By Susan Riddell
Fairy tales and other literary fiction are commonly used to introduce young students to reading.
But those types of texts are not always the best way to teach children about the natural world — a point reinforced for kindergarten teacher Kim Mooney during a recent lesson on the five senses.
“We were listing our five senses and the body parts. A little boy said he could hear with his mouth. I asked him to explain, and he just looked at me confused,” said Mooney, who teaches at Chandler’s Elementary School (Logan County). “Before students catch on to what is real and what is make believe concept, it is funny to hear what they think can really happen and what can’t.”
Educators like Mooney say helping students make distinctions between fact and fiction is critical to their future success in school and beyond. And it needs to happen early in the educational process.
That’s where the use of informational texts — which are emphasized in the Kentucky Core Academic Standards — can prove especially helpful, they say.
The standards define informational text, or explanatory writing, as text that addresses matters such as:
- types (What are the different types of poetry?)
- components (What are the parts of a motor?)
- size, function, or behavior (How big is the United States? What is an X-ray used for? How do penguins find food?)
- how things work (How does the legislative branch of government function?)
- why things happen (Why do some authors blend genres?).”
Informational texts are not limited to books. They also can include photographs, children’s magazines, websites and videos.
Learning becomes more innate for students exposed to informational texts early on according to Renee Boss, academic core branch manager with the Kentucky Department of Education’s Division of Program Standards.
“Young children need to be taught to read and use text features (headings, tables of contents, glossaries, electronic menus and icons) to learn new information,” she said “They need to be taught how to ask and answer questions about key details in informational texts. The standards specifically state that kindergarten students will do this ‘with prompting and support.’”
The state standards align with the National Assessment for Educational Progress (NAEP) framework for text types, Boss said.
“This means we look for a balance between reading of literature and the reading of informational texts. In grades K-5, the balance should be about 50/50. As students progress in their grades, they will gradually move to a higher percentage of informational texts so they can continue to meet the demands of text types and levels required for college and careers.”
Debbie Carter, an instructional resource teacher serving the Clark County school district, said it’s important teachers understand the skills and strategies contained in the informational text standards.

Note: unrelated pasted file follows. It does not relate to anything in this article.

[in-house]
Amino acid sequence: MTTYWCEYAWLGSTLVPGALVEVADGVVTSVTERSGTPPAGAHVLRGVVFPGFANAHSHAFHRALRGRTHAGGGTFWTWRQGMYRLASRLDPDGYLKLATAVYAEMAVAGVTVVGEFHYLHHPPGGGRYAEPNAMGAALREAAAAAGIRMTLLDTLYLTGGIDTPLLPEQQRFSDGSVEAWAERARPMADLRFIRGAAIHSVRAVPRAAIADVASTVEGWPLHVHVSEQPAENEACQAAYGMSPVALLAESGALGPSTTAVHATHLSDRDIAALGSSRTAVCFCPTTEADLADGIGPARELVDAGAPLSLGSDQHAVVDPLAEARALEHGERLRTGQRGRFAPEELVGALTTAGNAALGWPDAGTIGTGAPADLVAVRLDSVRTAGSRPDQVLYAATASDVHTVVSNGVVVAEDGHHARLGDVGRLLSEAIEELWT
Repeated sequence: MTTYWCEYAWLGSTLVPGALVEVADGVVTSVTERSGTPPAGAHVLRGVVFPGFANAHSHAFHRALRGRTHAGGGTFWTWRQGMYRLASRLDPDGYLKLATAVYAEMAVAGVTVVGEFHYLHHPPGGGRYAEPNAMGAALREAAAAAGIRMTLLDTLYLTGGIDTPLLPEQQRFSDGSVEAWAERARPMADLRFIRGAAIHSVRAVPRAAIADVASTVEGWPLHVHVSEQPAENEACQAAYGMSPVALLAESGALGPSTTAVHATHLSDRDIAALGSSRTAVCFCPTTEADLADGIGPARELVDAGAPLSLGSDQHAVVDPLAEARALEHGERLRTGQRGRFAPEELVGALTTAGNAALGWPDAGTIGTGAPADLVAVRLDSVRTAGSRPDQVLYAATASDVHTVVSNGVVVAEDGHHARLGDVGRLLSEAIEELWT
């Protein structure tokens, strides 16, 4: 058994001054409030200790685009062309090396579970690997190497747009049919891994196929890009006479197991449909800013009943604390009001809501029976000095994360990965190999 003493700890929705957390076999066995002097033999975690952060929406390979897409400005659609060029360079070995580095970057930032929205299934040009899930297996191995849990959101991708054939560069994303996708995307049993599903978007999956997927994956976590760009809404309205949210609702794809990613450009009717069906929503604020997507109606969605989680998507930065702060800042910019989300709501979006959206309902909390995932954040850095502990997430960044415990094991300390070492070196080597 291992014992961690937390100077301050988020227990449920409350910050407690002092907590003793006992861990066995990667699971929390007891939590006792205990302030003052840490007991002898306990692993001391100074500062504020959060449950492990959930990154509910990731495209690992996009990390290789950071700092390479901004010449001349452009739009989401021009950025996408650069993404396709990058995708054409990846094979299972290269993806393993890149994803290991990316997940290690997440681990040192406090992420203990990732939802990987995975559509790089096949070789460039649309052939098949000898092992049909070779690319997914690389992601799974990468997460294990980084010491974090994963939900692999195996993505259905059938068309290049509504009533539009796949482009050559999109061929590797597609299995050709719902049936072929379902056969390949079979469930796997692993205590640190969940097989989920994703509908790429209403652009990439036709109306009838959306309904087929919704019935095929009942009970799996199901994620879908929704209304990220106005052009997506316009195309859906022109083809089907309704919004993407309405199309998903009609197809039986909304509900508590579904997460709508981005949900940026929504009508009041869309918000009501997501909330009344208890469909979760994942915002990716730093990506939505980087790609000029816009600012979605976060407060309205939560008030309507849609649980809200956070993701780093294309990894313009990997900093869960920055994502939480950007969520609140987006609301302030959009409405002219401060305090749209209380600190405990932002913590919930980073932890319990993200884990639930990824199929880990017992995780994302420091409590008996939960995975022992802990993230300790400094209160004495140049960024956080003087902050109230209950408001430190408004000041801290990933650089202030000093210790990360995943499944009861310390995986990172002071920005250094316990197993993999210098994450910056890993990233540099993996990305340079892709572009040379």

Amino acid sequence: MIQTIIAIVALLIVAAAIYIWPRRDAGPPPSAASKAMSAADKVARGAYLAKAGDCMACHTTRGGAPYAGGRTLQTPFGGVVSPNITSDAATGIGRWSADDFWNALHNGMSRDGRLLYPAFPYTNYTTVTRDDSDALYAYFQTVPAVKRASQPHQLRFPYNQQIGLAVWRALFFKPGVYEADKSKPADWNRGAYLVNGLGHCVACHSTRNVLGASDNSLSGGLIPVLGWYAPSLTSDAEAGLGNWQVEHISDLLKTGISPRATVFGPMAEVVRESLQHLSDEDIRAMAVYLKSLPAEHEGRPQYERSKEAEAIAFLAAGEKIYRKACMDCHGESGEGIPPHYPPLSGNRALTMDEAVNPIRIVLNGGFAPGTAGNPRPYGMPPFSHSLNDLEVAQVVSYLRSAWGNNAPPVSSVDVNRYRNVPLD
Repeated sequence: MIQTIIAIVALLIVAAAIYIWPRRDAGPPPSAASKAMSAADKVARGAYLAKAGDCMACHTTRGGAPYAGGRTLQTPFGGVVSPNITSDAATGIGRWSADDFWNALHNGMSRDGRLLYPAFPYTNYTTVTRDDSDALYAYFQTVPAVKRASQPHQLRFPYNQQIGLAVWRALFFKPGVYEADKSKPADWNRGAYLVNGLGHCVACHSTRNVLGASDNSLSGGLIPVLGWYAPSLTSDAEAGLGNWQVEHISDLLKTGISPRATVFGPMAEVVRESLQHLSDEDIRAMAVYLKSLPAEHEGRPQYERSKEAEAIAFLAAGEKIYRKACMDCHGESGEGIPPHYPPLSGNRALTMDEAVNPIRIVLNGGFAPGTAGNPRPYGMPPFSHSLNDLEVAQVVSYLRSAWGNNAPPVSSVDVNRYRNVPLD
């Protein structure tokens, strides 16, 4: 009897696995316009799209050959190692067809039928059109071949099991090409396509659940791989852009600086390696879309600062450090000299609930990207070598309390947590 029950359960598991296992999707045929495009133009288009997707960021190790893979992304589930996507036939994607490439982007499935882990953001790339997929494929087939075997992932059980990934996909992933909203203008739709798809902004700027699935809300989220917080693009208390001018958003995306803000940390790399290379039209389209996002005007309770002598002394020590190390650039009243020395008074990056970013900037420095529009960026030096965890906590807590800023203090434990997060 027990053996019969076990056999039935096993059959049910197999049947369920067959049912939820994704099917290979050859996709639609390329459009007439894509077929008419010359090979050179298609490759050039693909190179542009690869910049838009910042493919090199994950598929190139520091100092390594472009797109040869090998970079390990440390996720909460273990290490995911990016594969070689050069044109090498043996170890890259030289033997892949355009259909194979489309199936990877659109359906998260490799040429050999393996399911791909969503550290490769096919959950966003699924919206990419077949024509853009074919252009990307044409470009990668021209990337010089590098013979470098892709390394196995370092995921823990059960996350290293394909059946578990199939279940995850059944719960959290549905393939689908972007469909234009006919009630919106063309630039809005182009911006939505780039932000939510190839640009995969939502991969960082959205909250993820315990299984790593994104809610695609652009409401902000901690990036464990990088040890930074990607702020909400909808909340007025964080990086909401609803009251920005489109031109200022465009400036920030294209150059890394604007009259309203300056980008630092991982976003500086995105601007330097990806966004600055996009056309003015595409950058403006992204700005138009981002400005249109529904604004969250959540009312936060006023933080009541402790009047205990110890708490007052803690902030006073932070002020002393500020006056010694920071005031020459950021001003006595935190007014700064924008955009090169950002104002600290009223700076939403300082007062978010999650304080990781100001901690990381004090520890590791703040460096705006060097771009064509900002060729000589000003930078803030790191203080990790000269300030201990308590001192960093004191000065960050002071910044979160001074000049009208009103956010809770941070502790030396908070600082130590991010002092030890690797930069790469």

“It really helps to look at the standards and the way they change from grade level to grade level,” she said. “Teachers really should look at the grade level before and the grade level following to get a good idea of how students’ thinking needs to develop over time. That way, teachers can see what kinds of informational text skills and strategies the students have experience with and also what will be needed in the future.”
Informational texts naturally draw in young learners, Mooney said.
“The kids love informational texts because they are true or real as the students learn,” she said. “When the topic interests students, they are more likely to improve in their reading skills.”
“There are so many choices available now that you can find the right ones that are age-appropriate and of interest to the students,” Carter said. And with the vastness of informational texts comes a wide variety of ways to incorporate them into the classroom, Boss said.
“Ideally, teachers will pair literature and informational texts that have similar topics or themes,” Boss said. “Some children, especially boys, prefer to read informational texts, so as we seek to create lifelong learners and readers, we should expose young children to texts they enjoy.”
Mooney said she uses informational texts in as many lessons as possible by having students:
- discuss the text
- make connections to past experiences and background knowledge
- connect two different texts
- connect events and experiences in the world
- ask questions before, during and after reading the text
- visualize the texts
- compare and contrast information based on texts
- determine what the text is informing
- complete graphic organizers based on texts
- create text summaries
“Graphic organizers are used to get student ideas down on paper to see what their thoughts are,” Mooney said. “For graphic organizers, we use a lot of Venn diagrams to compare and contrast. We also use prediction charts, before and after reading to show the prediction and then show what they have learned. We use KWL charts to show what students know, what they want to know, and then what they have learned.”
Mooney said these activities also work for fiction.
“You can do a lot of the same activities with informational text that you can do with fiction,” Mooney said. “What you can’t do with informational text that you can with fiction is story structure – the characters, setting, plot and problem.”
If a student is struggling to retain text, Mooney uses reading groups and tiered instruction to work with the child.
“We pull a small group over to work on these comprehension skills,” she said. “During our tiered instruction we work on what that individual student is having trouble with at that time. We do varied differentiated instruction until that student masters that skill or reading strategy.”
Renee Boss, firstname.lastname@example.org, (502) 564-2106, ext. 4522
Debbie Carter, email@example.com, (859) 744-4545
Nancy Huston, firstname.lastname@example.org, (270) 563-2113
Kim Mooney, email@example.com, (270) 542-4139